© Norman Sperling, August 20, 2011
One of the most interesting and scientifically-important people I ever met was the independent scientist William R. Corliss. Since the 1970s, he was by far the world's finest collector, categorizer, and ranker of scientific anomalies. He made himself the world's greatest authority on things that don't fit the paradigms of the times.
I had a long meeting with him in 1988, and corresponded several times with him afterward. He was always a scrupulous scientist and a quiet, reserved, proper gentleman. Bill died of a heart attack on July 8th, age 84.
Science always notices a lot of things, and it takes time to fit these pieces into the puzzle - sometimes months, sometimes centuries. Until they fit, the odder pieces are anomalies. Narrow-minded swallowers of paradigms-they-are-taught ignore them whenever possible, and pooh-pooh them when they're brought up. Broader-minded investigators of Nature comb through them for items that might, now, fit; or items that now point more clearly in some novel direction. Yet others (including most astronomers who mentioned Corliss) browse through anomalies simply because they're neat, or fun, or inspiring, or awesome, or remind us that we don't know everything and may never.
Bill spent enormous numbers of hours combing scientific literature for such anomalies, often driving to Washington, DC, to use the Library of Congress and other scientific libraries. He was looking for evidence about how Nature works.
Just what constituted an anomaly changed with the times. Early on, when plate tectonics was the "challenger" paradigm, he sought out nuggets that supported it; later, when it became the "dominant" paradigm, he sought items to the contrary. He supported Chip Arp's challenge to interpreting galaxies' red shifts as distance markers. He was very slow to accept that Arp seems to be, simply, wrong ... but he always followed the evidence. Several items that Corliss plucked from scientific literature surely are mistaken, but more are valid, though (as with everything else in Science) subject to refinement and reinterpretation.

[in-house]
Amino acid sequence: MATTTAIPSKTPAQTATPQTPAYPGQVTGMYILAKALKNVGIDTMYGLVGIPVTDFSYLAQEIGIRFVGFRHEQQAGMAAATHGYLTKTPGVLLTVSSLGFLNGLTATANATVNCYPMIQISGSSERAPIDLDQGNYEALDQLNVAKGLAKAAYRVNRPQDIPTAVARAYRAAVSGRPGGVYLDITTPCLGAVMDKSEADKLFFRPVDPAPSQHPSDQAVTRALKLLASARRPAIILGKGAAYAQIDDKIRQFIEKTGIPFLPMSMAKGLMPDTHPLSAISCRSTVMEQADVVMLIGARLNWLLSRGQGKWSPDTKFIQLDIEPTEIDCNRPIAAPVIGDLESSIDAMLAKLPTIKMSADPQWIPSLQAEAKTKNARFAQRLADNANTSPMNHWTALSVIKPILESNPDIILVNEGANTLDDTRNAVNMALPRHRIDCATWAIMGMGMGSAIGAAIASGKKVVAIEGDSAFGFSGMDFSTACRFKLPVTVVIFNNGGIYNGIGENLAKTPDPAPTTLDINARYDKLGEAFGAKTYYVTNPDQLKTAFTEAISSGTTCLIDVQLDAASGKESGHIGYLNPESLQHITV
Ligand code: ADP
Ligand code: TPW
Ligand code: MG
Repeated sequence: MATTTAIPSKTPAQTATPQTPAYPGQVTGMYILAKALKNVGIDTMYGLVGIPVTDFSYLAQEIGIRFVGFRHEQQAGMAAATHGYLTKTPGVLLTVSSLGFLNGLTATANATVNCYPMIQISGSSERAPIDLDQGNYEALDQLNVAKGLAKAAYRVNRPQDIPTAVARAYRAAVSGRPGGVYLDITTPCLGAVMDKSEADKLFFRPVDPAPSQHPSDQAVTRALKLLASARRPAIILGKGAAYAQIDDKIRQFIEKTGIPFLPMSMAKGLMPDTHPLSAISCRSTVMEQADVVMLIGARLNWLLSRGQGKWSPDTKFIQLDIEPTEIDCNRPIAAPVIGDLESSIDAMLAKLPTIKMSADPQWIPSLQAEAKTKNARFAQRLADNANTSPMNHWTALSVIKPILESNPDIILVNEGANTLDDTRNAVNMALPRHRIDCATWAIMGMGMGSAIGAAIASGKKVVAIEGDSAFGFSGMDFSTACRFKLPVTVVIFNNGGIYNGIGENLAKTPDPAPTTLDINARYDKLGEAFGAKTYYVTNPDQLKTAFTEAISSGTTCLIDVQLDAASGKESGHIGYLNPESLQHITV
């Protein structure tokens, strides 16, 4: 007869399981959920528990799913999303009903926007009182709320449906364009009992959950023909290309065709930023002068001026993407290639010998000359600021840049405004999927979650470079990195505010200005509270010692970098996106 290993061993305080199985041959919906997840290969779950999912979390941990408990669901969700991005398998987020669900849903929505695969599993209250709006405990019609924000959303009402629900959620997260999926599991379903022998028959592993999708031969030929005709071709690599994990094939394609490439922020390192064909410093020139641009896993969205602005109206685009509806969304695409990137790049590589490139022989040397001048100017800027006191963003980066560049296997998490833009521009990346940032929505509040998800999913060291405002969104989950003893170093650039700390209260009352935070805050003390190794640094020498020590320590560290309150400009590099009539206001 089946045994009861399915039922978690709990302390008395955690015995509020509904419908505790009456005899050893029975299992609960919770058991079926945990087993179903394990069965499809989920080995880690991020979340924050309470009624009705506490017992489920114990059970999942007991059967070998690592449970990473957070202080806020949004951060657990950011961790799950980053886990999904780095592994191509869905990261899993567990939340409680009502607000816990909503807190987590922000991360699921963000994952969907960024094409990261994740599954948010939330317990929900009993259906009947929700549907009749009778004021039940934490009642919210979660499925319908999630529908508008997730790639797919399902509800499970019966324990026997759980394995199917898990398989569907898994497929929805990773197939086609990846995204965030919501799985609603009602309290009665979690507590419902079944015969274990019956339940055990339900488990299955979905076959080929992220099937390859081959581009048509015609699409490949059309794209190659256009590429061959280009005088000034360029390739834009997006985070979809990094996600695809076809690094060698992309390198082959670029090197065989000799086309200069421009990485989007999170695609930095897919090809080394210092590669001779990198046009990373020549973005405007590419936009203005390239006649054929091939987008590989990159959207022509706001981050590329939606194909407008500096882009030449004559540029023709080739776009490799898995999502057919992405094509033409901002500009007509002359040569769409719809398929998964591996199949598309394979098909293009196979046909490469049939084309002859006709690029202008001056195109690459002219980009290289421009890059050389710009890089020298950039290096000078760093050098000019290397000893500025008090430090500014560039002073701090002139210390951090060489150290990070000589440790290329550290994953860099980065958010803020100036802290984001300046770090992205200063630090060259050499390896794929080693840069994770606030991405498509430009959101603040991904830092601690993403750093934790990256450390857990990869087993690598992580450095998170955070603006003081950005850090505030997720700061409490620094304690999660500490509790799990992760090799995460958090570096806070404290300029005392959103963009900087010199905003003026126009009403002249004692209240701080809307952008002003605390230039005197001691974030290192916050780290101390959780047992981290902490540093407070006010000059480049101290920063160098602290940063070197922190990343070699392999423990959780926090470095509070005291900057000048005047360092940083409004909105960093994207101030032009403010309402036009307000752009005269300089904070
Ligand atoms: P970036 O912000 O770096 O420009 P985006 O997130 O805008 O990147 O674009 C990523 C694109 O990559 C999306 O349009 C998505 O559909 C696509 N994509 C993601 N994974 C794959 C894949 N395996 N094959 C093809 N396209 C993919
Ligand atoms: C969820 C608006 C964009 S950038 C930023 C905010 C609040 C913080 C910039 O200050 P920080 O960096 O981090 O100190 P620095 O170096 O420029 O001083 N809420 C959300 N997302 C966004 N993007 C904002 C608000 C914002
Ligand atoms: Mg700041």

Bill compiled his findings into vast topical compendia. Most of the drawings were commissioned from geologist/illustrator Jack Holden, who is also a JIR contributor, though Corliss and Holden never met. A few of his books were marketed rather widely by large publishing companies. All the rest were published by The Sourcebook Project, which was Bill, his wife Virginia, and their barn. We retail several of his books.
Bill was best known as an "anomalist", most praised by the Society for Scientific Exploration, and bloggers of the "unknown". He had many fans among seekers of cryptids, UFOs, and other things beyond Science.
Bill experienced organized Skeptics as debunkers, enforcers for mainstream-paradigm-as-law, and thus enemies of anomalies. He definitely recognized that some claims are indeed bunk, deserving and needing debunking.
The scientific establishment usually ignored him. A few, like Joe Ashbrook, acted visibly uneasy at the mention of his compilations. That always confused me, because all Bill quoted were scientific publications.
He read JIR, and quoted it in his bimonthly newsletter, always with tongue pointedly in cheek.
Bill lived on a farm north of Baltimore. He was a man of his times: though he did commission a website for his wares, the torrent of spam scared him away from eMail. His website doesn't take credit cards, and directs customers to mail checks. Every communication I got from him over several decades was typed on a typewriter, not a word-processor.
I hope ways are found to preserve his files and keep his work available to the public.